Asian markets kept their nerve on Wednesday counting on the Federal Reserve to launch only a modest scaling back of stimulus later in the day, though all assets were vulnerable to any hint of hawkishness from the world's most powerful central bank.
Expectations are that the Federal Open Market Committee (FOMC) will be measured with any cuts to its $85 bln in monthly asset buying, while also seeking to reassure investors that the day of an actual policy tightening is still distant.
That kept the dollar pinned near a four-week trough against a basket of major currencies, as the euro crept up to $1.3360 and nearer the week's peak of $1.3385.
On the yen, the greenback idled at 99.20 around the middle of its recent 98.45-100.62 range.
After months of speculation about the Fed's intentions, caution ruled in most stock markets ahead of the looming decision, with MSCI's broadest index of Asia-Pacific shares outside Japan off a slight 0.2%. Shanghai shares eased 0.2%, as did Australia's main index .
Japan's Nikkei was the main standout with a jump of 1.35%, after reaching its highest since late July.
Stock futures in Europe pointed to smalls gains of 0.2 to 0.3% for Germany and France.
For the Fed, consensus has congealed around a reduction of $10-$15 bln a month with all purchases ending by the middle of next year. Yet even that cautious timetable would be contingent on the economy performing as well as hoped.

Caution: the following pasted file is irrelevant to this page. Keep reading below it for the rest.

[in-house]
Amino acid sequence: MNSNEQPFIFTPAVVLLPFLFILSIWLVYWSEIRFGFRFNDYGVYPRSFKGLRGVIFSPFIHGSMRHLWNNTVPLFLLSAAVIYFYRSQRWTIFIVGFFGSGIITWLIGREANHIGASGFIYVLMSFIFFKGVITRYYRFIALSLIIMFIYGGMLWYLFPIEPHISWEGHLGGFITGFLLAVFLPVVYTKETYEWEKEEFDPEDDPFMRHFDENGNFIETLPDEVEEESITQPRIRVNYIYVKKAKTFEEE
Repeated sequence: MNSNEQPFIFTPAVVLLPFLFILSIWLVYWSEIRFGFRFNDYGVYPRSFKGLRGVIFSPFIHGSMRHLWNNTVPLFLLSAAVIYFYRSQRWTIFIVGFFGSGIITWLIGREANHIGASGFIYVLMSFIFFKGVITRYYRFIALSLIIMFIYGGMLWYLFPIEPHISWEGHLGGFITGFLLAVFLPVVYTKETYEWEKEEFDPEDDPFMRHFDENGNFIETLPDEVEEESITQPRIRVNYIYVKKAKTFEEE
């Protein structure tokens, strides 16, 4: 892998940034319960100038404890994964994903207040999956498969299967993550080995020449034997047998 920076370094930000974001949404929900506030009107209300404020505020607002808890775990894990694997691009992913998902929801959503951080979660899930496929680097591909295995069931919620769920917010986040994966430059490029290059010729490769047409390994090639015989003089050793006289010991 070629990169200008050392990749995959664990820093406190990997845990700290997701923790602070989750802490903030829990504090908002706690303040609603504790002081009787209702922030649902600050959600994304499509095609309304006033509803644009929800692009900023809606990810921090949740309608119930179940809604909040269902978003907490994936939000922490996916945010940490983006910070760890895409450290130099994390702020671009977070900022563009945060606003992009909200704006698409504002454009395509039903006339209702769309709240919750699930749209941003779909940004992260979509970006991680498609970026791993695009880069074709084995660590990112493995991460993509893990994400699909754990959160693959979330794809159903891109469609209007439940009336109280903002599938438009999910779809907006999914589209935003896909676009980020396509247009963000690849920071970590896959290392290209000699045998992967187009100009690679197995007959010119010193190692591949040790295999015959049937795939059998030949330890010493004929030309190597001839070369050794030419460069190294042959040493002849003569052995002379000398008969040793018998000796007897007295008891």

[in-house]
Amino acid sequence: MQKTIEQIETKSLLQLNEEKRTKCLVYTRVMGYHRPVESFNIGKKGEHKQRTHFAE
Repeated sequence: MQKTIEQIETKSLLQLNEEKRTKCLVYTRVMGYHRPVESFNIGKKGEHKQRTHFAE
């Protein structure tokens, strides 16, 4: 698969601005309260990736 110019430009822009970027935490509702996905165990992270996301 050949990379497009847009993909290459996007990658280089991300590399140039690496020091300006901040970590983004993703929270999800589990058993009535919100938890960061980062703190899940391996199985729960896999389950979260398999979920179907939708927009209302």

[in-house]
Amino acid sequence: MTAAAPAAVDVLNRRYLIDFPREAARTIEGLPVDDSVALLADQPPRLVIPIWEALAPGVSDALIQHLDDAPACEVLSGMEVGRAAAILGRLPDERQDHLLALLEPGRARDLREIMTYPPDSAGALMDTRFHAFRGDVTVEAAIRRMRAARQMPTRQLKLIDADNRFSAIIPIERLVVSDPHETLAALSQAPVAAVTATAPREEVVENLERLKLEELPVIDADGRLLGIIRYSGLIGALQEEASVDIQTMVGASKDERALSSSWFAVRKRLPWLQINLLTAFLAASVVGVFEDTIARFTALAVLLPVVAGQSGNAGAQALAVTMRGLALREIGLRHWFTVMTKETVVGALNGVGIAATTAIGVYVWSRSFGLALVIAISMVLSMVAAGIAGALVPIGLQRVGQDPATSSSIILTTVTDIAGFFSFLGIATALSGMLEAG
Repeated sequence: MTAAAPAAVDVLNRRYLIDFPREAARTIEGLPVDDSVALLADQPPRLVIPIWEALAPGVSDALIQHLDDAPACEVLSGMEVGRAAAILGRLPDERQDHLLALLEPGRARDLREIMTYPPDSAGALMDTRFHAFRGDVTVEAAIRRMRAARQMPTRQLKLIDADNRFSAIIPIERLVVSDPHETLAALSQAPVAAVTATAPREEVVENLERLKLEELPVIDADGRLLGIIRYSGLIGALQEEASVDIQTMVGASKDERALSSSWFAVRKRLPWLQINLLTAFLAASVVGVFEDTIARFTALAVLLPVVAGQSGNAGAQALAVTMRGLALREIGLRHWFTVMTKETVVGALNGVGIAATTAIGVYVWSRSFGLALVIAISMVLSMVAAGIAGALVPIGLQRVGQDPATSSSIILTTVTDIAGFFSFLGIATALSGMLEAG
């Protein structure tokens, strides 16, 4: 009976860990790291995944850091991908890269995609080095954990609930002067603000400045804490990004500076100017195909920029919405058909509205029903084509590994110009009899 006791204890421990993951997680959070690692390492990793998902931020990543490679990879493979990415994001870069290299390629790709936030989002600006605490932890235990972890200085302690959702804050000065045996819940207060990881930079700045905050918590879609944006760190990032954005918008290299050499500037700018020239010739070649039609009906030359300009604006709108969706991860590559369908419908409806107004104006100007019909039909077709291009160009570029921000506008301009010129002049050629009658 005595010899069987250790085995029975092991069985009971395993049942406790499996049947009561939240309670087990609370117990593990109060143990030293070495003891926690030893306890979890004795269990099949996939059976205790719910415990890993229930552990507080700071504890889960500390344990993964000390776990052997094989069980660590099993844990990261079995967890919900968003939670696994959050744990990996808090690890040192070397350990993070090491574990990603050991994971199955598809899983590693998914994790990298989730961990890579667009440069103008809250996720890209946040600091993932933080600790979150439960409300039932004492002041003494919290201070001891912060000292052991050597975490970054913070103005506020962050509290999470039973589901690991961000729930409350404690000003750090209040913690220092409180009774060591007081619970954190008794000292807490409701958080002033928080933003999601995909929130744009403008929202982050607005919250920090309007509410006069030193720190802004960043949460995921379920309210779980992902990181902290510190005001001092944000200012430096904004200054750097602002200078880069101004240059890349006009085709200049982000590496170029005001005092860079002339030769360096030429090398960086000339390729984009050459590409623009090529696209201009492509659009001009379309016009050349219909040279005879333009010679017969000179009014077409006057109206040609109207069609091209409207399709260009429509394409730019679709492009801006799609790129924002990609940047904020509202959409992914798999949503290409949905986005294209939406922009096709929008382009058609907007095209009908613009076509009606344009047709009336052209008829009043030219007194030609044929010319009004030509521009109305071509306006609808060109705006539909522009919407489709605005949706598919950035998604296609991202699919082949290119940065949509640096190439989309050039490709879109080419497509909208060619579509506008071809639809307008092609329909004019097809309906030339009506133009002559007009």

With such an outcome largely priced in, it could lead Treasuries and the dollar to rally modestly. A slower tapering would tend to benefit bonds and stocks but hurt the dollar.
The bigger reaction would likely come if the Fed pulled back more aggressively, as that would lead market to price in an earlier start to rate rises as well.
That would be especially painful for emerging market countries that rely on foreign capital to fund current account deficits, with India and Indonesia among the most vulnerable.
As well as the tapering, the Fed may choose to alter its threshold for tightening, perhaps by lowering the trigger level on unemployment from the current 6.5%.
It will also publish its first economic forecasts for 2016 and the stronger the picture the harder it will be to convince markets that any future rise in interest rates will only be slow and measured.
The decision and economic projections are out at 1800 GMT while Fed Chairman Ben Bernanke starts his press conference half an hour later. Often markets can react violently to the former, then completely reverse course depending on what Bernanke says.
While yields on 10-year Treasury notes were a tick lower at 2.84% on Wednesday, that is up from just 1.62% back in May before the Fed first raised the spectre of tapering.
For commodities, the more dovish the outcome from the Fed the more supportive for prices. Copper futures were a 0.5% firmer at $7,109.75 on Wednesday, though still down 11% for the year so far.
Spot gold eased back to $1,297.89 an ounce as dealers took a "just in case" attitude to the Fed.
Brent crude for delivery in November fell 16 cents to $108.03 a barrel, but U.S. crude for October delivery added 27 cents to $105.69 a barrel.
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